Motherhood, Undone

Nest, abandoned, Kelly Salasin, June 2019

There’s a thin line between love & hate. That’s the chorus from an old song, right? But my therapist says something like that too–hate/love–two sides of the same coin.

Both my kids graduated this season–one from high school/the other from college. As I look through the photo albums and the keepsake boxes that I carefully prepared over the years, I think about putting all of it in a pile, outside, dousing it with kerosene, and lighting it on fire.

I share this motherly vision with Aidan as he packs for his interview upstate. “We don’t have kerosene,” he says, as he stops to wrap his arms around me. “But you could use the fuel for the lawnmower.”

I haven’t seen the baby foxes for more than a week. I left for 4 days and somehow they left too.I stare at the rocks every day, waiting for them. I betcha they were fed a Robin for breakfast one morning because she never returned to her nest either.

Maybe I should write fiction instead of memoir. This isn’t about me. This is what it is to have been devoted. To have loved and sacrificed. To have arrived at the other side of the bridge.

We’ve had a good run the four of us. I’m equally determined to be one again. To distill a singular focus. To make a gift of it, this wild & precious life I’ll call my own.


Go Away Dreams!

Tomorrow, my job starts for real–as in a message has been sent to the Directors of 22 countries, introducing me and my new email address. No more hiding out from the reality I co-created.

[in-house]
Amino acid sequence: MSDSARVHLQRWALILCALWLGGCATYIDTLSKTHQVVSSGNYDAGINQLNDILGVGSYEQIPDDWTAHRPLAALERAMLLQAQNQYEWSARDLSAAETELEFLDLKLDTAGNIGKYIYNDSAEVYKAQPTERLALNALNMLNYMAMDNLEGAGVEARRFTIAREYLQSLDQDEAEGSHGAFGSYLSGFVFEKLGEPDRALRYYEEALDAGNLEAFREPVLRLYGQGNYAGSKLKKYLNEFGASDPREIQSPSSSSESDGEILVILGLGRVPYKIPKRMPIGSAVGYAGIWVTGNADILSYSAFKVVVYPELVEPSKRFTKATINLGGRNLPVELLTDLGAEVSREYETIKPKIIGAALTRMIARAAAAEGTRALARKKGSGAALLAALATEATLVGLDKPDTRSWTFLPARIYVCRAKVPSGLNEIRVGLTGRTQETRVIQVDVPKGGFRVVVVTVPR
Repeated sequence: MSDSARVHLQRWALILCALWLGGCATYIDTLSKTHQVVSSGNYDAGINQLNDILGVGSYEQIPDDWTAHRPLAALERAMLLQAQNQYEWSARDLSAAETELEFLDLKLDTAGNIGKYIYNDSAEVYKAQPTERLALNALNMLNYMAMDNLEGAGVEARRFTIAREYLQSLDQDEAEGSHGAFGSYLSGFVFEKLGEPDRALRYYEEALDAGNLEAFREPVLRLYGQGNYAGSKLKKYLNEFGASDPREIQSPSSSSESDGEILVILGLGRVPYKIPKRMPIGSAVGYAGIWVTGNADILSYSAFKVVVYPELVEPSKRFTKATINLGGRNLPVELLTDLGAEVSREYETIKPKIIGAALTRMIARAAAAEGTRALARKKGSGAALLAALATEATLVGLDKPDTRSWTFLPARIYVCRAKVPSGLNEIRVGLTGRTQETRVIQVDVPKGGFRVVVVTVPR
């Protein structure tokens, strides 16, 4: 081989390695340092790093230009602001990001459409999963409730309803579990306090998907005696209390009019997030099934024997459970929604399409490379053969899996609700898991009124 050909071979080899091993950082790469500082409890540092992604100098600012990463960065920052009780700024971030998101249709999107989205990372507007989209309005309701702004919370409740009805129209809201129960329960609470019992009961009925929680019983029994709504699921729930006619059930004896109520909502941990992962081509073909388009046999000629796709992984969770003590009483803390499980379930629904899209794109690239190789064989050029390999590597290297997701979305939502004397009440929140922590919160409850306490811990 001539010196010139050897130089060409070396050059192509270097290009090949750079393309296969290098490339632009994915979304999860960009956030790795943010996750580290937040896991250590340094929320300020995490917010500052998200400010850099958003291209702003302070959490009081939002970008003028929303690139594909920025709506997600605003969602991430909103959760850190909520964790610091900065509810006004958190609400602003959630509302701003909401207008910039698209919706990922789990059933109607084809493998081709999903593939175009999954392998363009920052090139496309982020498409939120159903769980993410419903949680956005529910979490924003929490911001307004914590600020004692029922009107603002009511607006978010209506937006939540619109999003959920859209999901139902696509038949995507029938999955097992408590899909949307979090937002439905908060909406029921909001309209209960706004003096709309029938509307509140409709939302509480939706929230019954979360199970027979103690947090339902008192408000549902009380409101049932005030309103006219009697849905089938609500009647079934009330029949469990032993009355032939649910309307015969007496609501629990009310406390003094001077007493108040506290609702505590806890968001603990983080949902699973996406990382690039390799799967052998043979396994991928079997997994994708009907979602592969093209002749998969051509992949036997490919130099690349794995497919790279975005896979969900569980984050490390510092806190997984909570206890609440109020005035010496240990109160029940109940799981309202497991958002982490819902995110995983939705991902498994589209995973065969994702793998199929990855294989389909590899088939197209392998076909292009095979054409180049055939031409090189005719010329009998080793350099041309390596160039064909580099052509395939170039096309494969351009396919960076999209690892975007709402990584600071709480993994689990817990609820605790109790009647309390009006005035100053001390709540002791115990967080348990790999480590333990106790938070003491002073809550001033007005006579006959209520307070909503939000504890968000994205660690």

Last week, I did a general orientation day with the Director which put me into a free fall. Tomorrow, things get more serious, as I am introduced to the nuts and bolts of my responsibilities with the previous administrative assistant.

As I sit down on my front porch with a cup of green tea, I realize that I am avoiding my dreams. I have a pile of materials to go through from work, but I haven’t spent much time with them.

Granted I did have to run out of state for an emergency, and it was the Thanksgiving holiday, and there is a lot of laundry and other chores to catch up on–but I’ve spent the rest of my time–writing–in fear that our relationship will be left in the dust of my hours away from home and the responsibilities that will crowd my thoughts.

My husband called me three times today to encourage me to face my work, but I keep postponing it. I’m wanting to savor these last moments of a freely engaged mind.

Though it’s really not true, I begin to wish that my life wasn’t changing. I feel sad about giving up my slow mornings and self-directed afternoons. I want to hold onto that which I am accustomed.

But I can’t. Because if I do, I’m running away from my dreams, and what’s the point of having them, if we don’t make them come true?


Kelly Salasin, November 29, 2010

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